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Parshas Bo 1996 -- The Exodus from Egypt

Last week, we discussed how one should be respectful even to one's adversaries, instead of treacherously attempting to topple them.

Of the ten plagues, the Medrashim relate that three of them could not be initiated by Moshe but by his brother Aharon: Blood, Frogs and Lice. Moshe had been saved in the water as an infant. Therefore, it would not be fitting for Moshe to strike the water with his staff. Moshe had buried the Egyptian in the sand, preventing him temporarily from being caught. Therefore, it would be improper for him to hit the ground. As Rava would say: "Don't throw a stone into the well from which you drank..." (Rashi, from Medrash Rabba and Talmud, Baba Kama 92b).

One should forever be grateful for kindness received. Even simple pleasures sustained from inanimate objects should cause us to reflect upon the kindness of the Creator, Who produced such an overwhelming abundance of materials to fulfill our needs. This is the idea behind the blessings: "Anyone who enjoys this world without saying the proper blessing is considered a thief." (Talmud, Brochos; see the preface to V'sein Brocha (The Halachos of Brochos).

In the Talmudic quote cited above, "Don't throw a stone into the well from which you drank," the master Rabba provided the source:

Deut. 23:8
Don't mistreat an Egyptian,
because you were a stranger in his land.

In the Introduction to the Ikar Tosfos Yom Tov, it is stated: "If we are commanded to treat respectfully the Egyptian -- who enslaved and abused us -- how much more so any human being."

It seems to us, though, that the above comment (from Ikar Tosfos Yom Tov) is a different point. Rabba was only saying that one should remain grateful for a benefit received, even if hardships endured might seem to outweigh the benefit. Thus, the fact remains that the Egyptians afforded the Israelites opportunity to dwell among them; this is untainted by the awareness that eventually Egypt took advantage of Israel.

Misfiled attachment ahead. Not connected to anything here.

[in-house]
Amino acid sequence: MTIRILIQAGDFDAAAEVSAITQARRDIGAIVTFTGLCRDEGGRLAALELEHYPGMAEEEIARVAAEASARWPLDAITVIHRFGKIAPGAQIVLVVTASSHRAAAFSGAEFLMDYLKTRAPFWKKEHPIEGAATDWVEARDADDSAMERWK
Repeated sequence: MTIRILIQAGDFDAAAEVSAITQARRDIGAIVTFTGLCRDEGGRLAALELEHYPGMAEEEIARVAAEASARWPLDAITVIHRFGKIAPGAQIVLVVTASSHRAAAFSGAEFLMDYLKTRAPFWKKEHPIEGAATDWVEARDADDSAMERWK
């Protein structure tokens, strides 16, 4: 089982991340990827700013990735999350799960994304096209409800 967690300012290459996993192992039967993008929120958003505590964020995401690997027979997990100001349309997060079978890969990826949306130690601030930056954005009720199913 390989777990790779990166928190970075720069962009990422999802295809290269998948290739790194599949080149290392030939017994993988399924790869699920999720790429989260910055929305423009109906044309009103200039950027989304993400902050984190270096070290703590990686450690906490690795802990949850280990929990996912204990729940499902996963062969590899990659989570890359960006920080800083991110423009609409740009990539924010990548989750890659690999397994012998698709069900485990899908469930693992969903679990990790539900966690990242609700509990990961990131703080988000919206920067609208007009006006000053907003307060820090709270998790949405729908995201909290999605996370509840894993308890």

Rabba's point reminds us of the Mishnah in Ethics of the Fathers (6:3), that Dovid Hamelech called Achitofol his Teacher and Master, although he had only learned two things from him. Achitofol was a wicked man, who prompted Avshalom to rebel against his father, Dovid! Even so, the Mishnah records for all posterity that Dovid called Achitofol his teacher. A small benefit may produce untold effects, and remains unaffected by treacerous acts committed by the donor.

Indeed, the ethical-philosophical work, Tomar Devorah, maintains that the promised reward for good deeds remains unaffected by any crimes one may have performed. Good deeds and crimes are two separate accounts; in His patience, the account for crimes will not interfere with accrued profit for mitzvos.

Rav Menachem Kasher, the editor of Torah Shleima, quoted the Medrash. At the plague of Darkness, the Israelites could easily have taken advantage of their Egyptian oppressors. Many valuables were found lying about, but nothing was expropriated. The Egyptians became their friends when they realized that the Israelites had been treated unjustly and oppressed for no reason. They said, "There is no nation in the world as honest as Israel. Had they so desired, they could have taken everything from our homes."

Exodus 11:3
Hashem gave the people favor
in the eyes of the Egyptians;
the man Moshe was also very great
in the land of Egypt in the eyes of
Pharoah's servants and in the eyes of the people.

When they saw the great mercy of Moshe -- he always endeavored to spare them pain -- the Egyptians recognized his greatness.

This is the most important thing of all: the sanctification of G-d's name in the eyes of the nations of the world.


 
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